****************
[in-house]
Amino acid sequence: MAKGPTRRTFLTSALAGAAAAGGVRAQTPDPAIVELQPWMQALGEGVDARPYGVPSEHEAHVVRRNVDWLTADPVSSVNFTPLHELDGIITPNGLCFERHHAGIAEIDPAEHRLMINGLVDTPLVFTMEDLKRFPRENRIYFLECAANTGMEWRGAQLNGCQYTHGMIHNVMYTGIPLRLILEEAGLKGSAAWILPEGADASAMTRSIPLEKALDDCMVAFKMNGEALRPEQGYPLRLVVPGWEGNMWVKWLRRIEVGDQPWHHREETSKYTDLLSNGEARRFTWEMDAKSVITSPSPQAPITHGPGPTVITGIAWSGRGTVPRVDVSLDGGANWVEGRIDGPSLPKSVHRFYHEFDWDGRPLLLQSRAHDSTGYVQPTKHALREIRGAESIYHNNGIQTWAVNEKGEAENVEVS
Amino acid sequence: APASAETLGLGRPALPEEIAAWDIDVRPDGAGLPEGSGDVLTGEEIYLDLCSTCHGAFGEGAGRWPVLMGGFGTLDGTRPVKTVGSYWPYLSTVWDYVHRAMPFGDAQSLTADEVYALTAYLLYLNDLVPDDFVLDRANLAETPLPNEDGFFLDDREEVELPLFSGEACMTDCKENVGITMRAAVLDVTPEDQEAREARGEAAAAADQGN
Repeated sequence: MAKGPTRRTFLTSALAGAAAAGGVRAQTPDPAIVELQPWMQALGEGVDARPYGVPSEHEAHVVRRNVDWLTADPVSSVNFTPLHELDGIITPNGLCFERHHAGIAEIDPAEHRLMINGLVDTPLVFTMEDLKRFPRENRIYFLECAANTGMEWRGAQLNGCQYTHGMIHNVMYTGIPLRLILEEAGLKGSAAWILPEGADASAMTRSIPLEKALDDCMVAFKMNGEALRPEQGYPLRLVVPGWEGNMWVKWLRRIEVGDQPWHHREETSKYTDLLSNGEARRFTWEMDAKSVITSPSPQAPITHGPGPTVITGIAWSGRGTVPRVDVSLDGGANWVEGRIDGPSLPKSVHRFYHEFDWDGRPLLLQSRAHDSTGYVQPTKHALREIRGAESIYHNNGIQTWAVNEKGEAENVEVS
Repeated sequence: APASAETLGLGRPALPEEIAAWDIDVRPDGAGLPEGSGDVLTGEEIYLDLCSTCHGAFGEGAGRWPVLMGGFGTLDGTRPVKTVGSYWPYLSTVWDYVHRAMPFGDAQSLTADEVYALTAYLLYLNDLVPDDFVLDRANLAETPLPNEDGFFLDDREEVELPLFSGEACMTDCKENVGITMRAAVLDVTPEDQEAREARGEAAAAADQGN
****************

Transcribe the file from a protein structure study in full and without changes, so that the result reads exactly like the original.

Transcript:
[in-house]
Amino acid sequence: MAKGPTRRTFLTSALAGAAAAGGVRAQTPDPAIVELQPWMQALGEGVDARPYGVPSEHEAHVVRRNVDWLTADPVSSVNFTPLHELDGIITPNGLCFERHHAGIAEIDPAEHRLMINGLVDTPLVFTMEDLKRFPRENRIYFLECAANTGMEWRGAQLNGCQYTHGMIHNVMYTGIPLRLILEEAGLKGSAAWILPEGADASAMTRSIPLEKALDDCMVAFKMNGEALRPEQGYPLRLVVPGWEGNMWVKWLRRIEVGDQPWHHREETSKYTDLLSNGEARRFTWEMDAKSVITSPSPQAPITHGPGPTVITGIAWSGRGTVPRVDVSLDGGANWVEGRIDGPSLPKSVHRFYHEFDWDGRPLLLQSRAHDSTGYVQPTKHALREIRGAESIYHNNGIQTWAVNEKGEAENVEVS
Amino acid sequence: APASAETLGLGRPALPEEIAAWDIDVRPDGAGLPEGSGDVLTGEEIYLDLCSTCHGAFGEGAGRWPVLMGGFGTLDGTRPVKTVGSYWPYLSTVWDYVHRAMPFGDAQSLTADEVYALTAYLLYLNDLVPDDFVLDRANLAETPLPNEDGFFLDDREEVELPLFSGEACMTDCKENVGITMRAAVLDVTPEDQEAREARGEAAAAADQGN
Repeated sequence: MAKGPTRRTFLTSALAGAAAAGGVRAQTPDPAIVELQPWMQALGEGVDARPYGVPSEHEAHVVRRNVDWLTADPVSSVNFTPLHELDGIITPNGLCFERHHAGIAEIDPAEHRLMINGLVDTPLVFTMEDLKRFPRENRIYFLECAANTGMEWRGAQLNGCQYTHGMIHNVMYTGIPLRLILEEAGLKGSAAWILPEGADASAMTRSIPLEKALDDCMVAFKMNGEALRPEQGYPLRLVVPGWEGNMWVKWLRRIEVGDQPWHHREETSKYTDLLSNGEARRFTWEMDAKSVITSPSPQAPITHGPGPTVITGIAWSGRGTVPRVDVSLDGGANWVEGRIDGPSLPKSVHRFYHEFDWDGRPLLLQSRAHDSTGYVQPTKHALREIRGAESIYHNNGIQTWAVNEKGEAENVEVS
Repeated sequence: APASAETLGLGRPALPEEIAAWDIDVRPDGAGLPEGSGDVLTGEEIYLDLCSTCHGAFGEGAGRWPVLMGGFGTLDGTRPVKTVGSYWPYLSTVWDYVHRAMPFGDAQSLTADEVYALTAYLLYLNDLVPDDFVLDRANLAETPLPNEDGFFLDDREEVELPLFSGEACMTDCKENVGITMRAAVLDVTPEDQEAREARGEAAAAADQGN